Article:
us but kii kyaa shikaayat raah-o-ravish kii karye
parde me;N bad-suluukii ham se ;xudaa kare hai

1) what complaint will one make about the ways/habits of that idol?!
2) behind/within a veil, the Lord treats us badly



raah-o-ravish : 'Manners, habits, ways, customs; conduct, behaviour'. (Platts p.585)


pardah : 'A curtain, screen, cover, veil, ... secrecy, privacy, modesty; seclusion, concealment; secret, mystery, reticence, reserve; screen, shelter, pretext, pretence'. (Platts p.246)


suluuk : 'Journey, road, way; institution, rule, mode, manner; behaviour or conduct (to or towards), treatment, usage'. (Platts p.670)

S. R. Faruqi:

In this verse, the word pardah is devastating. Here the following meanings of it are appropriate: (1) having hidden; (2) having gone into cover/ambush; (3) as a pretext; (4) in appearance. Dagh had arrived only this far:

hai vuhii qahr vuhii jabr vuhii kubr-o-;Guruur
but ;xudaa hai;N magar in.saaf nah karne vaale

[there is the very same violence, the very same force, the very samd grandeur and pride
idols are Lords, but non-doers of justice]

But Mir (that is, the speaker of the present verse) has on the one hand established idols themselves as the Lord, and on the other hand said that God has made idols so that he could create severe difficulties for us lovers. On yet a third hand, Mir (or his speaker) is saying that idols too are the glory/manifestation of the Lord, or are bearers of that glory.

Then, another aspect is also that the Lord does not work straightforwardly. Rather, he creates things because of which lovers' lives would be difficult. Sardar Ja'fri has rightly written that 'sometimes Mir's 'beloved' becomes lost in the essence of the Divine Beloved ... when he complains about the ways/habits of that beloved, Mir becomes shameless and says that behind a veil, the Lord treats us badly'.

But we ought also to keep in mind that in Mir (or in the classical poets) expressions of this kind are also with regard to the theme, and to declare them to be entirely personal expression is to limit their meaning. Thus the same Mir who establishes idols as the veil of the Lord, also says on the contrary that whether we complain about the age or about the sky, the implication is of the very same beloved. From the second divan [{1032,6}]:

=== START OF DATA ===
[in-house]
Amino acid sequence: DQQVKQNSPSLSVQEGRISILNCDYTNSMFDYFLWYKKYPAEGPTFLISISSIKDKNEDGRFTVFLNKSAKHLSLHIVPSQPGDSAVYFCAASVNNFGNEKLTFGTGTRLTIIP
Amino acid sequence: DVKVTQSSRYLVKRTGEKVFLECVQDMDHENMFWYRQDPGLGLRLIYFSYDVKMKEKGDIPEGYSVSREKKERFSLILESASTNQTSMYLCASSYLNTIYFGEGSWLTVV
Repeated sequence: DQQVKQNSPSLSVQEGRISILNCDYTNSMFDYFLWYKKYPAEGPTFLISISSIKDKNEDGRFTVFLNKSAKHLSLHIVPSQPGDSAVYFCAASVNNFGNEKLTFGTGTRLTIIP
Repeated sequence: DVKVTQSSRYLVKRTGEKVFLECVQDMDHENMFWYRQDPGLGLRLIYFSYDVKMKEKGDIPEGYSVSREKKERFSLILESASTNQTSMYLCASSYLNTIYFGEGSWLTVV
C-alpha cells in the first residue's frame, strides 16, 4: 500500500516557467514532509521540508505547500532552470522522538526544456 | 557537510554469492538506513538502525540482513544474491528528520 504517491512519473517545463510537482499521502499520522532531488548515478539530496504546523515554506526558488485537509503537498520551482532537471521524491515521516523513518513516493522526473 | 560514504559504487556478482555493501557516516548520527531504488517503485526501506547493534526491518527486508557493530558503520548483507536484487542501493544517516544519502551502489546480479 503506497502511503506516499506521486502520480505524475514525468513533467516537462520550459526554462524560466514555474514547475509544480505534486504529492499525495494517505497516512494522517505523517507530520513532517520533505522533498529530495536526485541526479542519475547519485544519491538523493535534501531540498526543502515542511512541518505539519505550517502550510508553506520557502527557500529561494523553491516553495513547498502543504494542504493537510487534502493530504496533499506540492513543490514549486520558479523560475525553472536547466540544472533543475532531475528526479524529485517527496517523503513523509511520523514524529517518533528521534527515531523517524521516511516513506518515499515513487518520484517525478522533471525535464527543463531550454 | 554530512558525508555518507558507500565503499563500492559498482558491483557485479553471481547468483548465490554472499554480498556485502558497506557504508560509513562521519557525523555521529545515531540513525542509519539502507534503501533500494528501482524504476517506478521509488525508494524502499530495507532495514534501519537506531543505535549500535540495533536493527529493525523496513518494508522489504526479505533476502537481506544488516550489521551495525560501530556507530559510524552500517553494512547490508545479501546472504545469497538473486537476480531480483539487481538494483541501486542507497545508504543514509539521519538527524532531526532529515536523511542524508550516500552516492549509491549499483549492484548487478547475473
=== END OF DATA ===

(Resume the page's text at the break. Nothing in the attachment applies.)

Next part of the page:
dahr kaa ho gilah kih shevah-e char;x
us sitam-gar hii se kinaayat hai

[whether the complaint would be of the universe, or of the behavior of the sky/sphere
the allusion is only/emphatically to that tyrant]

Shaikh Attar has written in the ta;zkirat ul-auliyaa that when God lifted up [in death] Hazrat Zu'l-nun Misri, then on his forehead people saw these words written [in Arabic]: 'This is a lover of God, he died in the love of God; and he is slain by God, he died through God's insistence'. It's clear that Mir's verse doesn't attain to this 'mood'. But its context is the same: that whatever comes to the lover, he would consider it to be from the True Beloved.

In Mir's verse there's impatience, such that he is construing the difficulties of passion as 'bad treatment'. Or again, perhaps the heart-breaking and bad treatment from the human beloved, he establishes as (1) the divine decree/fate; or (2) based on a sign/gesture from God. Or again, (3) he establishes the human beloved as a veil for the Lord. In every case, the sign/gesture from the Divine Beloved and the human beloved remains shared.

This depth-possession is a special feature of our ghazal. On the basis of it, various kinds of ambiguities are created. Qadar Bilgrami sent a ghazal of his to Ghalib, for 'correction'. The opening-verse was,

laa ke dunyaa me;N hame;N zahr-e fanaa dete ho
haa))e is bhuul-bhulaiyaa;N me;N da;Gaa dete ho

[having brought us into the world, you give us the poison of oblivion
alas, in this maze, you betray/deceive us!]